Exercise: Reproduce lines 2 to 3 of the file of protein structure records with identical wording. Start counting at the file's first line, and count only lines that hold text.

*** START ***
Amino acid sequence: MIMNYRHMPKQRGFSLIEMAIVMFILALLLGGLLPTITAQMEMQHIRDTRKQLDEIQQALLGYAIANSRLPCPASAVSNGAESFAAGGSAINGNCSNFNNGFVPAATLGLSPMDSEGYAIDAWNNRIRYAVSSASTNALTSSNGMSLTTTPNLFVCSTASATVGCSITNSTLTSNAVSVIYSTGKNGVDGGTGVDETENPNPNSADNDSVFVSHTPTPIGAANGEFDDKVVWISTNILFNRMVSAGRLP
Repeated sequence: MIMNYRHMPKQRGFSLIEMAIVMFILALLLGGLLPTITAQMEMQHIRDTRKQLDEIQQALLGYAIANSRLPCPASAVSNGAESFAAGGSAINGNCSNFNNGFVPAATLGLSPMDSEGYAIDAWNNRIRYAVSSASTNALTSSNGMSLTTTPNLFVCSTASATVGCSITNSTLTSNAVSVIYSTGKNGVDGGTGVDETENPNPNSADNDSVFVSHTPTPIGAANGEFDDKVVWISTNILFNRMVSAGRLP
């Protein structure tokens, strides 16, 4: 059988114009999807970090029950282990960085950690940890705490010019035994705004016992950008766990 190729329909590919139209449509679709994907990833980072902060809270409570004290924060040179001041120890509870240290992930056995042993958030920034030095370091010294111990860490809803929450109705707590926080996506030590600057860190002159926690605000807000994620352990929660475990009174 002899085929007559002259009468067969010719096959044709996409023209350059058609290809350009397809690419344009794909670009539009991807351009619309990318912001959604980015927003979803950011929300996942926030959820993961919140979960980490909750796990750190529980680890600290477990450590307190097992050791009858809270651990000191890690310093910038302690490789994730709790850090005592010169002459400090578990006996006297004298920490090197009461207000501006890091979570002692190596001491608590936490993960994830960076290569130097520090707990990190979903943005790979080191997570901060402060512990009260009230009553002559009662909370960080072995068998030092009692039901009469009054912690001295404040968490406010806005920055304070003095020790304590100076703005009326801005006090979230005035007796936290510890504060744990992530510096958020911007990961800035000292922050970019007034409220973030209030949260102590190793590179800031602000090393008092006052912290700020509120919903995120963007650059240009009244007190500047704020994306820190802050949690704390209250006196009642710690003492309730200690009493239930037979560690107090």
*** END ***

Repeated sequence: MIMNYRHMPKQRGFSLIEMAIVMFILALLLGGLLPTITAQMEMQHIRDTRKQLDEIQQALLGYAIANSRLPCPASAVSNGAESFAAGGSAINGNCSNFNNGFVPAATLGLSPMDSEGYAIDAWNNRIRYAVSSASTNALTSSNGMSLTTTPNLFVCSTASATVGCSITNSTLTSNAVSVIYSTGKNGVDGGTGVDETENPNPNSADNDSVFVSHTPTPIGAANGEFDDKVVWISTNILFNRMVSAGRLP
């Protein structure tokens, strides 16, 4: 059988114009999807970090029950282990960085950690940890705490010019035994705004016992950008766990 190729329909590919139209449509679709994907990833980072902060809270409570004290924060040179001041120890509870240290992930056995042993958030920034030095370091010294111990860490809803929450109705707590926080996506030590600057860190002159926690605000807000994620352990929660475990009174 002899085929007559002259009468067969010719096959044709996409023209350059058609290809350009397809690419344009794909670009539009991807351009619309990318912001959604980015927003979803950011929300996942926030959820993961919140979960980490909750796990750190529980680890600290477990450590307190097992050791009858809270651990000191890690310093910038302690490789994730709790850090005592010169002459400090578990006996006297004298920490090197009461207000501006890091979570002692190596001491608590936490993960994830960076290569130097520090707990990190979903943005790979080191997570901060402060512990009260009230009553002559009662909370960080072995068998030092009692039901009469009054912690001295404040968490406010806005920055304070003095020790304590100076703005009326801005006090979230005035007796936290510890504060744990992530510096958020911007990961800035000292922050970019007034409220973030209030949260102590190793590179800031602000090393008092006052912290700020509120919903995120963007650059240009009244007190500047704020994306820190802050949690704390209250006196009642710690003492309730200690009493239930037979560690107090």